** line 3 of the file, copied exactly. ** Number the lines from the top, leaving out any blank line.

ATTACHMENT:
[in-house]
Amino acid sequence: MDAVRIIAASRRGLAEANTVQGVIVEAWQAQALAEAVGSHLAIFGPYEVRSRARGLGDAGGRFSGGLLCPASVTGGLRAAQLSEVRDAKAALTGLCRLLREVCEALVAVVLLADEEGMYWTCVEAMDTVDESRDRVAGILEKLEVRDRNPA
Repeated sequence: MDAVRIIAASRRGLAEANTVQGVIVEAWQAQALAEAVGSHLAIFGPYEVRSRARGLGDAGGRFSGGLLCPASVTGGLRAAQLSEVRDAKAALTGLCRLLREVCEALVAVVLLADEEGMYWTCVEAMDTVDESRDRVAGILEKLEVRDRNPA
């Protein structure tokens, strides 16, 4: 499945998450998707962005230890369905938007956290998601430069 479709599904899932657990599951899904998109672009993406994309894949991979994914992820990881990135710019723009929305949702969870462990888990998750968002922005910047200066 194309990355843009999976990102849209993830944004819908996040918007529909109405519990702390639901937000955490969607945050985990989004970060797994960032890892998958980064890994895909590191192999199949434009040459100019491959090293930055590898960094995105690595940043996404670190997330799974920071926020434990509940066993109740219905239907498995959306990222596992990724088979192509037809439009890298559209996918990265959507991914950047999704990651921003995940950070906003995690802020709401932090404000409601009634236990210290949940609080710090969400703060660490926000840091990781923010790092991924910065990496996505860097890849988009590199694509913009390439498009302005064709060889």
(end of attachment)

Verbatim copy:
Repeated sequence: MDAVRIIAASRRGLAEANTVQGVIVEAWQAQALAEAVGSHLAIFGPYEVRSRARGLGDAGGRFSGGLLCPASVTGGLRAAQLSEVRDAKAALTGLCRLLREVCEALVAVVLLADEEGMYWTCVEAMDTVDESRDRVAGILEKLEVRDRNPA